Reviewed by Guy Picot
A portrait of musical virtuosity seamlessly enclosed in warmth, humor, and above all, love.
Greenwich Entertainment will release Itzhak theatrically in New York On March 9th and in Los Angeles On March 16th with a national rollout to follow
Itzhak Perlman has been America’s favorite violinist since he appeared, aged 13, on The Ed Sullivan Show in 1958. The journey from child prodigy to elder statesman is chronicled lovingly in this film by Alison Chernick.
Mixing archive footage with more candid contemporary material about his life and work today, Itzhak paints a portrait of a man who has achieved the American dream, and is now giving back.
As an Israeli born polio-sufferer, his chances of worldwide success were slim, but his prodigious talent earned him a place at Julliard where it was challenged and nurtured. His physical limitations (he uses a mobility scooter and plays sitting down) are not dwelt upon but must be an enormous obstacle to overcome when life consists of airports, hotels and concert halls.
He played the solo in the Schindler’s List soundtrack, and happily provides accompaniment for Billy Joel at Madison Square Garden, while still maintaining a full classical touring schedule. He was awarded the Presidential Medal of Honor by Barrack Obama in 2015, but it his work at the Long Island school, founded by his wife, Toby, that he seems to consider his greatest accomplishment.
The film follows him as he goes about his life in New York, as well as on tour and recording, inter-cut with earlier interviews and performances.
In his adolescent interviews he speaks no English, but he could now pass for a native New Yorker, complete with an obsession with baseball (we see him in team strip, playing the national anthem before a game)
It all adds up to a full and fascinating profile of someone who came to this country with nothing but a dream for a better life, and the talent and drive to create it. He is now the proud owner of reputedly the best violin in the world, a Stradivarius previously owned by Yehudi Menuhin. Along the way, one is reminded about education cuts, particularly in the arts, as well as the enormous contribution that Jewish people have made to what is known as American culture.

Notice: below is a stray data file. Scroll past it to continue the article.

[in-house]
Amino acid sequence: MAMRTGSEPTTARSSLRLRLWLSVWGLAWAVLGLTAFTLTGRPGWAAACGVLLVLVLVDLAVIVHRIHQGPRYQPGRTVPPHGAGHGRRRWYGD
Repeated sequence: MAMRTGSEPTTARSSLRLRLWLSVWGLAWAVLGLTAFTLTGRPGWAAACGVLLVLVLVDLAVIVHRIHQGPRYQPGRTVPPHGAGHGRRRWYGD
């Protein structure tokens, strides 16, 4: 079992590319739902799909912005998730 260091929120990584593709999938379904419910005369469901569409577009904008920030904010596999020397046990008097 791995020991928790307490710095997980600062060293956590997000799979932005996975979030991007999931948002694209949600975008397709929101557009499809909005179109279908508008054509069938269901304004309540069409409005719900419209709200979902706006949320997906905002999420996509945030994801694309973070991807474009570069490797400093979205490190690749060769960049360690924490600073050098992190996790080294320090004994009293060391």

Although not overtly political in its intention, Itzhak seems very timely; the Maestro’s is a story to celebrate, not least because he was encouraged and supported by a welcoming country that appreciated what he had to offer.
From Schubert to Strauss, Bach to Brahms, Mozart to…Billy Joel, Itzhak Perlman’s violin playing transcends mere performance to evoke the celebrations and struggles of real life; “praying with the violin,” says renowned Tel Aviv violin maker Amnon Weinstein. Alison Chernick’s enchanting documentary looks beyond the sublime musician to see the polio survivor whose parents emigrated from Poland to Israel, and the young man who struggled to be taken seriously as a music student when schools saw only his disability. Itzhak himself is funny, irreverent and self-deprecating, and here his life story unspools in conversations with masterful musicians, family and friends, and most endearingly his devoted wife of 50 years, Toby. Itzhak and Toby’s lives are dedicated to their large, loving, Jewish family in NYC and their continual support of young musicians.
TRT: 82 Minutes
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